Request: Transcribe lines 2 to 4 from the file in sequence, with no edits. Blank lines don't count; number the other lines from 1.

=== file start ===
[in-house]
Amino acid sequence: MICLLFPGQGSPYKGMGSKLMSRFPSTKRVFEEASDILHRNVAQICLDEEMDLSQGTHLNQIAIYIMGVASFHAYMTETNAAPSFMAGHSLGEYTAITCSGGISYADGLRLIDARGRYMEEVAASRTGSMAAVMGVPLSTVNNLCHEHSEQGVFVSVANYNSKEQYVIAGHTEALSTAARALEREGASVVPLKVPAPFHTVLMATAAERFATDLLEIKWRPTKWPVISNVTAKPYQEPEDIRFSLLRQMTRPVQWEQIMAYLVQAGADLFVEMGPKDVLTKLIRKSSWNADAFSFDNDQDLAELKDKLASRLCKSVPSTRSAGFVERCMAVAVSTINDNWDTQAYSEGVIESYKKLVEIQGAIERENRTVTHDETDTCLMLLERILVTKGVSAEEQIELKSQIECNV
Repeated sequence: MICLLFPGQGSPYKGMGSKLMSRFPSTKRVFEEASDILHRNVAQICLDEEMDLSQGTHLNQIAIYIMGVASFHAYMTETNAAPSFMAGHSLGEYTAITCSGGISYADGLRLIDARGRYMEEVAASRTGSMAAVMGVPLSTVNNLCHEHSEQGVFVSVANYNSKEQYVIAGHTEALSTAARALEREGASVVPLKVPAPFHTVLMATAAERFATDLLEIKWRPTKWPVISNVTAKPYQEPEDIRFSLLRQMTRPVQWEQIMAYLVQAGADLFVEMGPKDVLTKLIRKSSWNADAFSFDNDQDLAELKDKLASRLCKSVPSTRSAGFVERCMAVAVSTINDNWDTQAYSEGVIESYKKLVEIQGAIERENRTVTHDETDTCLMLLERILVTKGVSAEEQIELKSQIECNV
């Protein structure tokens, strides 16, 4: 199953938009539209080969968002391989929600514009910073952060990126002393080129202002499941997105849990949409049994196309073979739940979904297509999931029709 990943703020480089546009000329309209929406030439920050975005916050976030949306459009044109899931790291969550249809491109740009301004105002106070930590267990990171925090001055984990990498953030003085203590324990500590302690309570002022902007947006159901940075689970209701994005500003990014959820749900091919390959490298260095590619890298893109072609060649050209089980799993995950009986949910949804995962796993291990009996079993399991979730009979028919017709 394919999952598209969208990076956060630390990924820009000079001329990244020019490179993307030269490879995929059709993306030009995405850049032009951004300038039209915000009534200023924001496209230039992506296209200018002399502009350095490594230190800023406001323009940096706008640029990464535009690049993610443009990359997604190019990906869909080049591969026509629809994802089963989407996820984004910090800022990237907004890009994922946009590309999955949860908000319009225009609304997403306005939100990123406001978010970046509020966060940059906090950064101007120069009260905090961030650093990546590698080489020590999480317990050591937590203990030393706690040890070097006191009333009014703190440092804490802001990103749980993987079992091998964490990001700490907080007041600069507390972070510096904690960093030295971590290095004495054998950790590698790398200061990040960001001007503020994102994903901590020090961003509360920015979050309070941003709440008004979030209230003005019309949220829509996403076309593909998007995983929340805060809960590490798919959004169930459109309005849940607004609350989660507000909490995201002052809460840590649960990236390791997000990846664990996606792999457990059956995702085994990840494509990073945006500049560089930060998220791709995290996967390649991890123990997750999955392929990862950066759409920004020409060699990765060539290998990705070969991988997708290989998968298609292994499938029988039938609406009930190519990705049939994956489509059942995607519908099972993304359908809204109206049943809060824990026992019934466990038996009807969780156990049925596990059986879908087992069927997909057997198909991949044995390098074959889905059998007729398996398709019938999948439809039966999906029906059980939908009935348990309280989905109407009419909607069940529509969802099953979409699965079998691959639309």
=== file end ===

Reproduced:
Amino acid sequence: MICLLFPGQGSPYKGMGSKLMSRFPSTKRVFEEASDILHRNVAQICLDEEMDLSQGTHLNQIAIYIMGVASFHAYMTETNAAPSFMAGHSLGEYTAITCSGGISYADGLRLIDARGRYMEEVAASRTGSMAAVMGVPLSTVNNLCHEHSEQGVFVSVANYNSKEQYVIAGHTEALSTAARALEREGASVVPLKVPAPFHTVLMATAAERFATDLLEIKWRPTKWPVISNVTAKPYQEPEDIRFSLLRQMTRPVQWEQIMAYLVQAGADLFVEMGPKDVLTKLIRKSSWNADAFSFDNDQDLAELKDKLASRLCKSVPSTRSAGFVERCMAVAVSTINDNWDTQAYSEGVIESYKKLVEIQGAIERENRTVTHDETDTCLMLLERILVTKGVSAEEQIELKSQIECNV
Repeated sequence: MICLLFPGQGSPYKGMGSKLMSRFPSTKRVFEEASDILHRNVAQICLDEEMDLSQGTHLNQIAIYIMGVASFHAYMTETNAAPSFMAGHSLGEYTAITCSGGISYADGLRLIDARGRYMEEVAASRTGSMAAVMGVPLSTVNNLCHEHSEQGVFVSVANYNSKEQYVIAGHTEALSTAARALEREGASVVPLKVPAPFHTVLMATAAERFATDLLEIKWRPTKWPVISNVTAKPYQEPEDIRFSLLRQMTRPVQWEQIMAYLVQAGADLFVEMGPKDVLTKLIRKSSWNADAFSFDNDQDLAELKDKLASRLCKSVPSTRSAGFVERCMAVAVSTINDNWDTQAYSEGVIESYKKLVEIQGAIERENRTVTHDETDTCLMLLERILVTKGVSAEEQIELKSQIECNV
């Protein structure tokens, strides 16, 4: 199953938009539209080969968002391989929600514009910073952060990126002393080129202002499941997105849990949409049994196309073979739940979904297509999931029709 990943703020480089546009000329309209929406030439920050975005916050976030949306459009044109899931790291969550249809491109740009301004105002106070930590267990990171925090001055984990990498953030003085203590324990500590302690309570002022902007947006159901940075689970209701994005500003990014959820749900091919390959490298260095590619890298893109072609060649050209089980799993995950009986949910949804995962796993291990009996079993399991979730009979028919017709 394919999952598209969208990076956060630390990924820009000079001329990244020019490179993307030269490879995929059709993306030009995405850049032009951004300038039209915000009534200023924001496209230039992506296209200018002399502009350095490594230190800023406001323009940096706008640029990464535009690049993610443009990359997604190019990906869909080049591969026509629809994802089963989407996820984004910090800022990237907004890009994922946009590309999955949860908000319009225009609304997403306005939100990123406001978010970046509020966060940059906090950064101007120069009260905090961030650093990546590698080489020590999480317990050591937590203990030393706690040890070097006191009333009014703190440092804490802001990103749980993987079992091998964490990001700490907080007041600069507390972070510096904690960093030295971590290095004495054998950790590698790398200061990040960001001007503020994102994903901590020090961003509360920015979050309070941003709440008004979030209230003005019309949220829509996403076309593909998007995983929340805060809960590490798919959004169930459109309005849940607004609350989660507000909490995201002052809460840590649960990236390791997000990846664990996606792999457990059956995702085994990840494509990073945006500049560089930060998220791709995290996967390649991890123990997750999955392929990862950066759409920004020409060699990765060539290998990705070969991988997708290989998968298609292994499938029988039938609406009930190519990705049939994956489509059942995607519908099972993304359908809204109206049943809060824990026992019934466990038996009807969780156990049925596990059986879908087992069927997909057997198909991949044995390098074959889905059998007729398996398709019938999948439809039966999906029906059980939908009935348990309280989905109407009419909607069940529509969802099953979409699965079998691959639309």